8 Great Piano Movies
that Steal the Show
I always wished I could play the piano, without (of course) having to try too hard or undergo all those tedious lessons. Early on, I’d picked up a recurring image from movies and TV shows of a well-dressed young man who’d impress his date simply by sitting down at a piano and launching into some random romantic composition. I felt sorry for us other ham-handed types who’d have to rely solely on charm to make progress with the opposite sex.
As I got older, however, I got wiser. I discovered that some of the supposed musicians seated at the piano weren’t actually doing their own playing. The fun then lay in seeing if you could tell. In these sequences, I’d closely observe the editing, as shots of the actor simulating a performance alternated with close-ups of hands with dexterous fingers belonging to a real musician. Sometimes it looked seamless, other times not.
Many memorable films that aren’t strictly musicals have centered on the piano — those who play it, or teach the playing of it. Interestingly this discipline born of talent is not always portrayed in the most glamorous of settings or circumstances. In fact, as the following titles confirm, quite often the piano is the one concrete symbol of cultivation in an otherwise base and misguided world.
Shoot The Piano Player (1960)
Director Francois Truffaut gives a new wave twist to this noirish tale of a pianist on the skids (Charles Aznavour) who’s put in mortal danger when he helps his brothers escape from gangsters. Aznavour was a famous singer in France at the time.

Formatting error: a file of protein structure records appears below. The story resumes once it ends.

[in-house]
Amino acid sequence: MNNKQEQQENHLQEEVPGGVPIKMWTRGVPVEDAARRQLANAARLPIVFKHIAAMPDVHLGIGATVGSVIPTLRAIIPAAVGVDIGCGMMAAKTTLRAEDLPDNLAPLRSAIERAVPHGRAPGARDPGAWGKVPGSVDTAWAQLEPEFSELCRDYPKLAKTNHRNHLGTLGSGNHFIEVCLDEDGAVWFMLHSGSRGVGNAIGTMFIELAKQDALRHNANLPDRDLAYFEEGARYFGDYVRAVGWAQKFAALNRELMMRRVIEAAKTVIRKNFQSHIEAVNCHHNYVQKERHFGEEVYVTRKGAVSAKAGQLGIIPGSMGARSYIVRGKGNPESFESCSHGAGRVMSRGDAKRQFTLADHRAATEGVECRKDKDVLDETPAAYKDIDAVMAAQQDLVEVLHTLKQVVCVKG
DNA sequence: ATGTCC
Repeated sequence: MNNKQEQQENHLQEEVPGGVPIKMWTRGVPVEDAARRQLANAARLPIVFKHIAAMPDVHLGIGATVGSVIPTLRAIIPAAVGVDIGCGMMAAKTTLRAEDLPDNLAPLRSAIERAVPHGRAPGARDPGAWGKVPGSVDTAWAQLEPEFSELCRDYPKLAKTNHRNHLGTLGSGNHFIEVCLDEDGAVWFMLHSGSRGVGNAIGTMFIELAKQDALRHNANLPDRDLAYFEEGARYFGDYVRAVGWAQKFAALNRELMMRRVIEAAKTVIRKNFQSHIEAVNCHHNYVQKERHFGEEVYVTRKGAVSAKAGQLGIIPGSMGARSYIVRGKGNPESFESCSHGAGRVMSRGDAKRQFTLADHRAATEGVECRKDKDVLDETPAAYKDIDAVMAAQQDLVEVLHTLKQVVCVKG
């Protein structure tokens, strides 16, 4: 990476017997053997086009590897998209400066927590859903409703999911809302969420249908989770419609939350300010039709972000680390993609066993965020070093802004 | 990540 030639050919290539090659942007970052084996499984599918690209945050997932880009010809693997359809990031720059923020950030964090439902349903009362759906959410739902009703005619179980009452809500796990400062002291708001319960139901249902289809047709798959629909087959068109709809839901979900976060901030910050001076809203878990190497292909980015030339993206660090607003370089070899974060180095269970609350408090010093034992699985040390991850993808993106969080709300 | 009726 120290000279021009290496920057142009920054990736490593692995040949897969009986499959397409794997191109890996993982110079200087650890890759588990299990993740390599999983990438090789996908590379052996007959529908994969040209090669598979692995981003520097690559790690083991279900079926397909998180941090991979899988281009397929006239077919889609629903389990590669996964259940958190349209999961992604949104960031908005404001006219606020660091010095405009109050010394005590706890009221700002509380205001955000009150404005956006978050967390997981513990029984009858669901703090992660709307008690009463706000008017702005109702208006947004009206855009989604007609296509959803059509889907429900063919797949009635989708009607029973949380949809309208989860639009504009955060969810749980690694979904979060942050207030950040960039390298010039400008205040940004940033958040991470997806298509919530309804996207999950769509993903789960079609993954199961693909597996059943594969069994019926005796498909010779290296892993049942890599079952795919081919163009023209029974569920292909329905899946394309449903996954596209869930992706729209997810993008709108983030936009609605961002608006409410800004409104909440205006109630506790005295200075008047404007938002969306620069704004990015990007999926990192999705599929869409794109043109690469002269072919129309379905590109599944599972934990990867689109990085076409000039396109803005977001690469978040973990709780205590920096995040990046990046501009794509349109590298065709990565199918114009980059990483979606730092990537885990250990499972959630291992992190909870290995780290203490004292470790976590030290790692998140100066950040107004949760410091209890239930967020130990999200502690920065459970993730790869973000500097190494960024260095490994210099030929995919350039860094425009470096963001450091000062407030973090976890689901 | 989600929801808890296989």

Five Easy Pieces (1970)
A disaffected oil rigger (Jack Nicholson) is forced to go back to his well-heeled roots when he learns his father is dying. It’s not easy going home again, as long-buried pain swiftly re-emerges. Nicholson got an Oscar nod for this.
This engaging story of musical genius Wolfgang Amadeus Mozart (Tom Hulce) is told through the eyes of his jealous, frustrated rival Salieri (Oscar winner F. Murray Abraham), who knows he’s nowhere as gifted as the precocious Wolfgang.
The Piano (1993)
Holly Hunter plays a mute woman who travels to New Zealand to marry farmer Sam Elliott. When she starts giving piano lessons to a local man (Harvey Keitel), an unlikely yet all-consuming passion develops between them.
Geoffrey Rush is a piano prodigy who suffers emotional abuse at the hands of his strict, exacting father (Armin Mueller-Stahl). This aggravates an already delicate emotional state. It takes years before an unexpected romance gives him a measure of happiness.
The Piano Teacher (2001)
Isabelle Huppert portrays a seemingly austere music professor with a hidden kinky side. Her life gets turbulent when she falls into a torrid affair with a much younger student (Benoit Magimel). He really enjoys his lessons!
The Pianist (2002)
A concert pianist (Oscar-winner Adrien Brody) sees his rarefied world recede once the Nazis occupy Warsaw. Though undeniably talented and celebrated, he’s also Jewish. He ends up going into hiding, but will he elude capture?
Four Minutes (2006)
A child piano prodigy (Hannah Herzsprung) falters, then enters a life of crime that lands her in jail. There she gets the chance to re-kindle her talent under the tutelage of an older woman (Monica Bleibtreu), who has a painful past of her own.